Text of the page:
Matt sent Consumerist an e-mail with the subject line, “Why is my receipt two feet long?” See, he shopped at CVS, purchased one item, used the self-checkout machine, and walked away with a receipt longer than my dog. This is a massive waste of paper, especially when you multiply it by the number of CVS stores and the number of purchases at each one, but it isn’t completely pointless.
The number of overcharging violations – defined as charging more at the register than the price in an advertisement, on a shelf sign, or on the item itself – soared to 711, from 425.
Any readers here who work for CVS? Maya wants to know what’s going on with the Extra Care coupons that are printed at the bottom of each receipt. Lately the clerks at her local CVS stores have been tearing something off the bottom of the receipt before giving it to her, and the coupons are no longer there. Coincidence?
Reader Bob sent in this picture from a CVS in Indianapolis. Those are reduced price Christmas decorations in the background, and in the center: delicious Easter treats!
Hey, there’s only one more day till the first of two holidays that no one cares about anymore and 1 month, 25 days till Christmas!
An anonymous tipster sent us the following information today on how to reach the executive level at CVS. Remember, don’t use this to be a jerk to anyone—use it when you have a valid complaint that you can’t get resolved through the recommended paths.
His response was “Whatever, somebody needs to come deal with this because I’m about to go off…”
Lisa sent us a short angry email about her local CVS, and how it treats local teens. Her local store separates customers into two lines, and the line containing the 18 and under crowd is only allowed into the store two at a time. The store employees say it’s to keep down shoplifting. Lisa thinks it’s blatant ageism, and she’s avoiding the store from now on. Teens can be annoying, but did CVS cross the line in punishing all for the bad actions of a few? Read her letter and leave your comments, inside.
Thanks to an anonymous whistle-blower, a Walgreens pill-flipping scheme has been blown wide open, according to CBS. “Pill-flipping” refers the practice of pharmacies that purposefully switch Medicaid patients to more expensive versions of certain drugs for the sole reason of collecting more money from the government. Naturally, when this happens, taxpayers pick up the bill. Athough, Walgreen’s officially denies any wrongdoing they have agreed to pay the government more than $35 million. Details, inside…
Back in March, New York Attorney General Andrew Cuomo’s Office started an undercover investigation into all major drug store chains in New York State. The AG’s Office uncovered what they describe as an “egregious” pattern of selling expired products at two chains, Rite Aid ad CVS.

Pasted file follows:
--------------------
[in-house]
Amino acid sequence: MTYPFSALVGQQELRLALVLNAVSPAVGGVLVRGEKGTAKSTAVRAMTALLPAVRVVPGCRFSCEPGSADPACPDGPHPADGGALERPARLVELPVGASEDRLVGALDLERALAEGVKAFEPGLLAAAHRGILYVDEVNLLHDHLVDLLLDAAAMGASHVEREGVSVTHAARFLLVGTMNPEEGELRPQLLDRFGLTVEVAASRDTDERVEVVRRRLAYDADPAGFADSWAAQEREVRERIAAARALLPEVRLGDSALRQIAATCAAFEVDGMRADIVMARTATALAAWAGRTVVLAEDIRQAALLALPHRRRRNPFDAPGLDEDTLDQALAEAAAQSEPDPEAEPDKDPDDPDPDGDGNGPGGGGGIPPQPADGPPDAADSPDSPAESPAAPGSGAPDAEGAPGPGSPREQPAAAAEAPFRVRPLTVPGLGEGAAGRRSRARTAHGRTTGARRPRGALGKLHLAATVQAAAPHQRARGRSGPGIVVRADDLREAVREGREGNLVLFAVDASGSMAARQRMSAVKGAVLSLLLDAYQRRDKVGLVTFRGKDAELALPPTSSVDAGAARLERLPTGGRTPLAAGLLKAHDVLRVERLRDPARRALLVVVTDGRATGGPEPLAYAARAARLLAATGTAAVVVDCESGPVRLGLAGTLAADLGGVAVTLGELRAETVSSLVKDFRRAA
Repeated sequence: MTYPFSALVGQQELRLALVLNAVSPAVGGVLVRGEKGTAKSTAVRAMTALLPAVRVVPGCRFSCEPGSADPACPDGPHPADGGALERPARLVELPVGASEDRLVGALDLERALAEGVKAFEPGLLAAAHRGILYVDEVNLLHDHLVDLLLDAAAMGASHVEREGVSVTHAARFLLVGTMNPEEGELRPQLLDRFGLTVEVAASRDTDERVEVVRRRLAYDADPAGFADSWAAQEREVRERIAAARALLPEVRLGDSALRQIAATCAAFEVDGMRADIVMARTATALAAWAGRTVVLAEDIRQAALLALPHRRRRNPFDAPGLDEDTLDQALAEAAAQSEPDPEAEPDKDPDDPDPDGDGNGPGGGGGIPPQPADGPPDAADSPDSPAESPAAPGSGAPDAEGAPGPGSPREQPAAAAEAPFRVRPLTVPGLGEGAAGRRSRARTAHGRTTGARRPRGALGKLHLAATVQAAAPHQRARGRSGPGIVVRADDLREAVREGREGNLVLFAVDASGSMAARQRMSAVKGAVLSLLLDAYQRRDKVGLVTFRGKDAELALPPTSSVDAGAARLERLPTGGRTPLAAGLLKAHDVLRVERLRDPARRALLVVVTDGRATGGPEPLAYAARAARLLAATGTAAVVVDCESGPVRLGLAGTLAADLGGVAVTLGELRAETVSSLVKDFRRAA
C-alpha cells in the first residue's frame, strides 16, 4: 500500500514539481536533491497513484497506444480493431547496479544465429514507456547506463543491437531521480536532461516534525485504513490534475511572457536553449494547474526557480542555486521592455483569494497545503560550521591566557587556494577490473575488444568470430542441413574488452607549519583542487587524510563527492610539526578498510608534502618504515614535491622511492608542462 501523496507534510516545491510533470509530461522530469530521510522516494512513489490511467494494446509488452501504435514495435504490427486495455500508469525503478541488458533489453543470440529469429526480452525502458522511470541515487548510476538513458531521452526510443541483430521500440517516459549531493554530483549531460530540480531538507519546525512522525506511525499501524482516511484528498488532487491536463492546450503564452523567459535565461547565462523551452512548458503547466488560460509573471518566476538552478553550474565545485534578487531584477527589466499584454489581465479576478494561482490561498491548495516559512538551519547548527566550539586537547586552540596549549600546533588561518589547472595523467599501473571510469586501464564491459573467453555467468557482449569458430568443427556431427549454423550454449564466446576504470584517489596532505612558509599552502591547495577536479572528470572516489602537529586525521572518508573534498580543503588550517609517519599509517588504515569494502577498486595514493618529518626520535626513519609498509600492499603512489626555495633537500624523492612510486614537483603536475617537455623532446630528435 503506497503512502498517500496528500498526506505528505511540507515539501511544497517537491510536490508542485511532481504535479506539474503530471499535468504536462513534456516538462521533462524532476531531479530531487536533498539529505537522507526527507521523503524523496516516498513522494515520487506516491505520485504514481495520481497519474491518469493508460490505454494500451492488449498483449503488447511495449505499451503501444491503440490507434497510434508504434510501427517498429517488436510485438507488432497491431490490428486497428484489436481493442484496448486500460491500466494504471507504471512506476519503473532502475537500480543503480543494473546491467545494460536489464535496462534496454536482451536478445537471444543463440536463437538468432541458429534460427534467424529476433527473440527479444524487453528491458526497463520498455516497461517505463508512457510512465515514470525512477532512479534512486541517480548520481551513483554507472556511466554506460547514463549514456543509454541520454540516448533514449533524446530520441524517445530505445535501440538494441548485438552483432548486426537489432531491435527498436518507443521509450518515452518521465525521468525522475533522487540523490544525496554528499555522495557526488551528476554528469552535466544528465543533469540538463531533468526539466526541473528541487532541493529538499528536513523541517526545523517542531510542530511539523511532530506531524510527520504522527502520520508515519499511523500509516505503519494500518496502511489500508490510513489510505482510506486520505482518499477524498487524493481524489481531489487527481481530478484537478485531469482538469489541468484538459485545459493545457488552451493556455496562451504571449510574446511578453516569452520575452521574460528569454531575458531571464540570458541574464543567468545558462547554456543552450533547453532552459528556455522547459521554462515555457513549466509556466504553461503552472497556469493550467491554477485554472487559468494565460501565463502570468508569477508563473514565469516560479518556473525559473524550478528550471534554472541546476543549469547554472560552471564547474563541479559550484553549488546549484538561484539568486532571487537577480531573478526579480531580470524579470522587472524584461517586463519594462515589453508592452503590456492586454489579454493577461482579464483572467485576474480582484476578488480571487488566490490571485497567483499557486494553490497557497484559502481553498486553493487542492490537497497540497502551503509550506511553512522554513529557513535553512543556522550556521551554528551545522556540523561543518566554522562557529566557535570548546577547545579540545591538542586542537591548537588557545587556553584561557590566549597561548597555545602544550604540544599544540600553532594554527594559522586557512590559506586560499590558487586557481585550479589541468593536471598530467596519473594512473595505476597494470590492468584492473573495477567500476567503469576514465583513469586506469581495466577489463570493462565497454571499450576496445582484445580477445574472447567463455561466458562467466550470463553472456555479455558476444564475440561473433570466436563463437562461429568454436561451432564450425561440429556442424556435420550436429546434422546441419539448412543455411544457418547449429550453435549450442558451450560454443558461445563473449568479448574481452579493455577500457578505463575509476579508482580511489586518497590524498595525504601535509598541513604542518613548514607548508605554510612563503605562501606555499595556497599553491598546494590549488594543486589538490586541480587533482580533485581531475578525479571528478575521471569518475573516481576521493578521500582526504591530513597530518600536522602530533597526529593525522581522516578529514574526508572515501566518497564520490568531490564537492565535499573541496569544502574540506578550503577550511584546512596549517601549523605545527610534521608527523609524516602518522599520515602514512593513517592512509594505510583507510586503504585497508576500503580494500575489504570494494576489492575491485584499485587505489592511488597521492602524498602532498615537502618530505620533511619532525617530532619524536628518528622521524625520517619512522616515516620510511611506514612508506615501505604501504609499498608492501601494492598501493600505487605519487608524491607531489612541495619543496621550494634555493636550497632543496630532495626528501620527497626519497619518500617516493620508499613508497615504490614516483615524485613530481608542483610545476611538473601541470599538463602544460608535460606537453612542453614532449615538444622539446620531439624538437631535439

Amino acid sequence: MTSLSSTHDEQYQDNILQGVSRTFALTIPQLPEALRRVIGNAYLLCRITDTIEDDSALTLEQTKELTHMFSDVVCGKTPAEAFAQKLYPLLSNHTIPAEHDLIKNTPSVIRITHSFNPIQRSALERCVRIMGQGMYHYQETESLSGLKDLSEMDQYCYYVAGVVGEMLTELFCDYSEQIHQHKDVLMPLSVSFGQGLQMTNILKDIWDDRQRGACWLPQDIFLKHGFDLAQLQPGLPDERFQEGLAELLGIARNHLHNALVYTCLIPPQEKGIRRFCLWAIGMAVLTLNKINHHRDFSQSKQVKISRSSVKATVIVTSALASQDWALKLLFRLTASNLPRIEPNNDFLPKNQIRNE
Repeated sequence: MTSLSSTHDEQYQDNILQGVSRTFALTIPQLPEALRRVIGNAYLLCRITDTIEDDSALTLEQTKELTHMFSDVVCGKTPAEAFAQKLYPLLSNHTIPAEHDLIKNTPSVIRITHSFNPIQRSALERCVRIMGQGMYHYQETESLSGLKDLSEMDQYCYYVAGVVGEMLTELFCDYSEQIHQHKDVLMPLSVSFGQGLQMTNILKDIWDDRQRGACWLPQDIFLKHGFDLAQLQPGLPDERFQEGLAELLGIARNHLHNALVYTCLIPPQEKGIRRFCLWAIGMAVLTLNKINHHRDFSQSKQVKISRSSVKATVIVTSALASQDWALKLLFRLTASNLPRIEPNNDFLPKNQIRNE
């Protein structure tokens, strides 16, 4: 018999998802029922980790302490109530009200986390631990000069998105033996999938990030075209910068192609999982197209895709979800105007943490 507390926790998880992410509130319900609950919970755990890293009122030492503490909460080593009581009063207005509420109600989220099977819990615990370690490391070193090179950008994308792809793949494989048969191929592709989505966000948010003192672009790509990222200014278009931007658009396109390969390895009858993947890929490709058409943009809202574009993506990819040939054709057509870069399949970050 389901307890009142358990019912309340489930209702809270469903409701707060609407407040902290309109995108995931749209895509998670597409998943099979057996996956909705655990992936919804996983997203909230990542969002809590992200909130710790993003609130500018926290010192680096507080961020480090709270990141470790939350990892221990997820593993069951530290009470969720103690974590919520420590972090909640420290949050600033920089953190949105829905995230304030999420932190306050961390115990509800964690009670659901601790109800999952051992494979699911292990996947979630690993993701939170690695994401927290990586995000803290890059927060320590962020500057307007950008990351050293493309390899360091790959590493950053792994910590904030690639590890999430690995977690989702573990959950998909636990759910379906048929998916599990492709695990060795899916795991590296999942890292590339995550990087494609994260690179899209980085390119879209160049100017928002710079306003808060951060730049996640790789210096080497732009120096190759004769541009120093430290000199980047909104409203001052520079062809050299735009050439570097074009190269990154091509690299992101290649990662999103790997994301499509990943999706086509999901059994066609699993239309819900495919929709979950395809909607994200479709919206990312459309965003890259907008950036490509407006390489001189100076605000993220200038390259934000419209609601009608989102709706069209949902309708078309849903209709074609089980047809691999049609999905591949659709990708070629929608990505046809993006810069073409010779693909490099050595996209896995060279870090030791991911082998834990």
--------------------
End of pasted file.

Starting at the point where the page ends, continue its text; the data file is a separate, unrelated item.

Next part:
A CVS in Cressona, PA has had chronic air conditioning problems “for over a year and a half now” according to the employee our tipster spoke with. Now Frank wants to know whether or not it’s safe to store so much medicine in such intense heat. It certainly goes against the storage instructions for a lot of meds.
You should always check to make sure the medicines you get are the medicines you’re prescribed. Dorothy Enriquez learned this lesson the hard way when she began taking the leukemia drugs that CVS gave her instead of her actual prescription. Not only did the pharmacy give her the wrong drug, but at several times the recommended dose for someone who actually has leukemia.
Raghu wants to know why CVS sold her a bottle of Tears Naturale PM that expired last year. We’re all for pushing expiration dates, but not with year-old preservative-free medicine that is meant to stay in your eye overnight.
Reader John and his friend Michelle found themselves in a situation where they needed to get “Plan B” birth control, also known as “the morning after pill.” They went to their local CVS in Hawthorne, CA. and met an uncooperative pharmacist who refused them access to the pills because Michelle only had foreign ID to prove she is of legal age. (18+) The pharmacist also refused John’s state issued ID with the reason that it could not be sold to man, however, the FDA’s website clearly says that Plan B can be sold OTC to a man or woman who is 18 or over. Find out what happened to John and Michelle, inside….
Reader Julie ran into some trouble at the CVS when a cash register rebooted while processing her transaction and the employee, rather than voiding the messed up transaction, simply charged her twice. Julie writes:
CVS underfilled Shannon’s prescription and then treated her like a junkie when she complained. According to her email, after Shannon picked up her regular monthly batch of 60 Kolonopin pills, an anticonvulsant, she realized CVS only gave her 30. She called CVS and they insisted they gave her 60 pills. Shannon encouraged them to check their inventory, which CVS said was impossible. Shannon then asked them to fill one of the refills for the script. CVS told her that insurance wouldn’t cover more than 60 pills in 30 days. Shannon said that was fine, seeing as it’s dangerous to suddenly stop taking the drug, she would pay out of pocket. CVS then told her they would not do the refill “under any circumstances” and they would note her record for “drug-seeking behavior…”
CVS has settled a lawsuit that alleges the pharmacy giant improperly switched customers to a more expensive form of their medication in order to collect more money from Medicaid.